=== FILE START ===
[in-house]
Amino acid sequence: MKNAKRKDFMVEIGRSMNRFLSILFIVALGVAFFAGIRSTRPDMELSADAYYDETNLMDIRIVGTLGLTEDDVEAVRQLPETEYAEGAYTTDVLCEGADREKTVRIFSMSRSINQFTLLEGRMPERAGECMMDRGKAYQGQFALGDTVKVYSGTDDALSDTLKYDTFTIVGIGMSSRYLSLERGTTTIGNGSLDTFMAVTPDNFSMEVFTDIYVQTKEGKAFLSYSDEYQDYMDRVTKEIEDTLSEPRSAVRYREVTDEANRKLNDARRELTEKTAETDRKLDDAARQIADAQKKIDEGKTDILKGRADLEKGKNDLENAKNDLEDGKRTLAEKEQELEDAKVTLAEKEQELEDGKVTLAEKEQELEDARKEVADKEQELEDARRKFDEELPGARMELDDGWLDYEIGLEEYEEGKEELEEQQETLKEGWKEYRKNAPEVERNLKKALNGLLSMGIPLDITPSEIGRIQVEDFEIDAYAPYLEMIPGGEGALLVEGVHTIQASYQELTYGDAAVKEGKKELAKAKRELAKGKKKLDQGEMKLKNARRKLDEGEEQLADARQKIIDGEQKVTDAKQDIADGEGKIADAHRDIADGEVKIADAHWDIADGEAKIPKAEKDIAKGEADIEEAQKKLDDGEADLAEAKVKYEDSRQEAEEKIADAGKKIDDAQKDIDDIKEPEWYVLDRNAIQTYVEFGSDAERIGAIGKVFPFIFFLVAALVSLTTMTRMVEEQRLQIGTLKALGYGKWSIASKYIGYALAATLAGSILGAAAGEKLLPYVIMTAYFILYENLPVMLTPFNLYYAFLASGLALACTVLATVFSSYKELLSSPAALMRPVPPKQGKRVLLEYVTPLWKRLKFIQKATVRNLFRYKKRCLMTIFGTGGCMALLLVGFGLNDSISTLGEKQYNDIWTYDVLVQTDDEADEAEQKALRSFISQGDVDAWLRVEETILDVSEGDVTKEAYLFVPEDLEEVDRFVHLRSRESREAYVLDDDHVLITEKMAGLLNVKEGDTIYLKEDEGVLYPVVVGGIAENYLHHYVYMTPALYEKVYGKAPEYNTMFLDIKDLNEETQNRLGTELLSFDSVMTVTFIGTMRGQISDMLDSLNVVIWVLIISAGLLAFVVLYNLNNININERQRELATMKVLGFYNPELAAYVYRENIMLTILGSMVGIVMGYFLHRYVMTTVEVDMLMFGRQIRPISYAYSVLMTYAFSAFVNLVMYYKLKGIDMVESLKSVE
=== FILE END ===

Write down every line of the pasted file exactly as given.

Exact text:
[in-house]
Amino acid sequence: MKNAKRKDFMVEIGRSMNRFLSILFIVALGVAFFAGIRSTRPDMELSADAYYDETNLMDIRIVGTLGLTEDDVEAVRQLPETEYAEGAYTTDVLCEGADREKTVRIFSMSRSINQFTLLEGRMPERAGECMMDRGKAYQGQFALGDTVKVYSGTDDALSDTLKYDTFTIVGIGMSSRYLSLERGTTTIGNGSLDTFMAVTPDNFSMEVFTDIYVQTKEGKAFLSYSDEYQDYMDRVTKEIEDTLSEPRSAVRYREVTDEANRKLNDARRELTEKTAETDRKLDDAARQIADAQKKIDEGKTDILKGRADLEKGKNDLENAKNDLEDGKRTLAEKEQELEDAKVTLAEKEQELEDGKVTLAEKEQELEDARKEVADKEQELEDARRKFDEELPGARMELDDGWLDYEIGLEEYEEGKEELEEQQETLKEGWKEYRKNAPEVERNLKKALNGLLSMGIPLDITPSEIGRIQVEDFEIDAYAPYLEMIPGGEGALLVEGVHTIQASYQELTYGDAAVKEGKKELAKAKRELAKGKKKLDQGEMKLKNARRKLDEGEEQLADARQKIIDGEQKVTDAKQDIADGEGKIADAHRDIADGEVKIADAHWDIADGEAKIPKAEKDIAKGEADIEEAQKKLDDGEADLAEAKVKYEDSRQEAEEKIADAGKKIDDAQKDIDDIKEPEWYVLDRNAIQTYVEFGSDAERIGAIGKVFPFIFFLVAALVSLTTMTRMVEEQRLQIGTLKALGYGKWSIASKYIGYALAATLAGSILGAAAGEKLLPYVIMTAYFILYENLPVMLTPFNLYYAFLASGLALACTVLATVFSSYKELLSSPAALMRPVPPKQGKRVLLEYVTPLWKRLKFIQKATVRNLFRYKKRCLMTIFGTGGCMALLLVGFGLNDSISTLGEKQYNDIWTYDVLVQTDDEADEAEQKALRSFISQGDVDAWLRVEETILDVSEGDVTKEAYLFVPEDLEEVDRFVHLRSRESREAYVLDDDHVLITEKMAGLLNVKEGDTIYLKEDEGVLYPVVVGGIAENYLHHYVYMTPALYEKVYGKAPEYNTMFLDIKDLNEETQNRLGTELLSFDSVMTVTFIGTMRGQISDMLDSLNVVIWVLIISAGLLAFVVLYNLNNININERQRELATMKVLGFYNPELAAYVYRENIMLTILGSMVGIVMGYFLHRYVMTTVEVDMLMFGRQIRPISYAYSVLMTYAFSAFVNLVMYYKLKGIDMVESLKSVE